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July 24, 2013 2:35 PM Historians: Stop With this Internet Stuff

By Daniel Luzer

American Historical Association is encouraging a 6-year “embargo” of history PhD dissertations, designed to keep the dissertations off the web for many years.

While this proposal sounds really frustrating (undermining the proliferation of ideas and all that), AHA appears to have a fairly good point. As the association explains:

An increasing number of university presses are reluctant to offer a publishing contract to newly minted PhDs whose dissertations have been freely available via online sources. Presumably, online readers will become familiar with an author’s particular argument, methodology, and archival sources, and will feel no need to buy the book once it is available. As a result, students who must post their dissertations online immediately after they receive their degree can find themselves at a serious disadvantage in their effort to get their first book published; it is not unusual for an early-career historian to spend five or six years revising a dissertation and preparing the manuscript for submission to a press for consideration.

It’s becoming difficult for historians to get their first books published (and publication is very important to academic careers) because their work is already available online to anyone who’s interested in reading it.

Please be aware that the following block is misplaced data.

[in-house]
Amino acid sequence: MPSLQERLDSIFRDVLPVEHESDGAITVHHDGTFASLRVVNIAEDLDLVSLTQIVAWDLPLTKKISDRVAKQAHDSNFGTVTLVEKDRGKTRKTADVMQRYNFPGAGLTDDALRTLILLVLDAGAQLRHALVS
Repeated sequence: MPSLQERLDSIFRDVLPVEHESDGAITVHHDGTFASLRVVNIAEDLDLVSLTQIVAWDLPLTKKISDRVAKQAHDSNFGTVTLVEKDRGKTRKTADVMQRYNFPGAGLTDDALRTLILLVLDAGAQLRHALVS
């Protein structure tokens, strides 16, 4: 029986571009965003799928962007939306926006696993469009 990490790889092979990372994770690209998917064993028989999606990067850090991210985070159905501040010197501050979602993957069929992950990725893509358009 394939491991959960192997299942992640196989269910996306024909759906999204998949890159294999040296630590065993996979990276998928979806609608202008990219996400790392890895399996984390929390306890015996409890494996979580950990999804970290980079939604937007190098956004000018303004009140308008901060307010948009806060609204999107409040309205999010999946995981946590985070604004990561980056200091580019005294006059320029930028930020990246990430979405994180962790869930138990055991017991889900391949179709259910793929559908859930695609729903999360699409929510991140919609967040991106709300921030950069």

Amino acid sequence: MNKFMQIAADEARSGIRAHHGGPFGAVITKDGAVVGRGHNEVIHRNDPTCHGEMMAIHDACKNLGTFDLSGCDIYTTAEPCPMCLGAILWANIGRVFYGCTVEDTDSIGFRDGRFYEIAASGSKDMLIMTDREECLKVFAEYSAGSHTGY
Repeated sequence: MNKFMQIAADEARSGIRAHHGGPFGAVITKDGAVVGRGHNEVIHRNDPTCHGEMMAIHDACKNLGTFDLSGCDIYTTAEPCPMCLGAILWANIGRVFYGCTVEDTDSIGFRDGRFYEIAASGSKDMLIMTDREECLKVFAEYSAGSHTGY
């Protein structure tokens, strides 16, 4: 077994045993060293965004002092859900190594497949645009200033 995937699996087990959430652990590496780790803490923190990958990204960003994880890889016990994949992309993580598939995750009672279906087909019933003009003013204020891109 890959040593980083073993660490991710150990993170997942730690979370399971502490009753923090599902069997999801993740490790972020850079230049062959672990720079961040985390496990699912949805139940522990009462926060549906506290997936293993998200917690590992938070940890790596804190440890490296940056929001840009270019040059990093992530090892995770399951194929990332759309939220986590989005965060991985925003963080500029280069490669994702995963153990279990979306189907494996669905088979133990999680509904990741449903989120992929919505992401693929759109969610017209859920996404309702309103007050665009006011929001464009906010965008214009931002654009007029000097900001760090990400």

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Now, more and more university libraries are archiving dissertations in digital form, dispensing with the paper form altogether. As a result, an increasing number of graduate programs have begun requiring the digital filing of a dissertation. Because no physical copy is available, making the digital one accessible becomes the only option. However, online dissertations that are free and immediately accessible make possible a form of distribution that publishers consider too widespread to make revised publication in book form viable.

Putting the dissertation online seems like an efficient solution but, as the association points out, it’s actually efficient only for the graduate programs; it’s pretty disastrous for the actual PhD graduates.

Or it might be anyway. As University of California, Davis history professor Eric Rauchway points out, the evidence here is pretty limited. “Have publishers made threats to publish fewer monographs because the underlying dissertations were available online?” We don’t really know.

Daniel Luzer is the news editor at Governing Magazine and former web editor of the Washington Monthly. Find him on Twitter: @Daniel_Luzer

Comments

  • ceilidth on July 25, 2013 9:27 AM:

    So, it's only valuable if it's on paper with a binding? Maybe hiring and tenure committees could read the work online?

  • Sparko on July 25, 2013 10:35 PM:

    The biggest issue remains the arcane nature of the monographs. Free and online make sense in every way. There is a whole other commercial genre of history that rarely relies on dissertations for sales. As in almost 100-percent of the time. Paper works are relegated to commercially viable projects or vanity press. Historians have documented the demise of the traditional press--I think I read it in a dissertation on the 90s. . .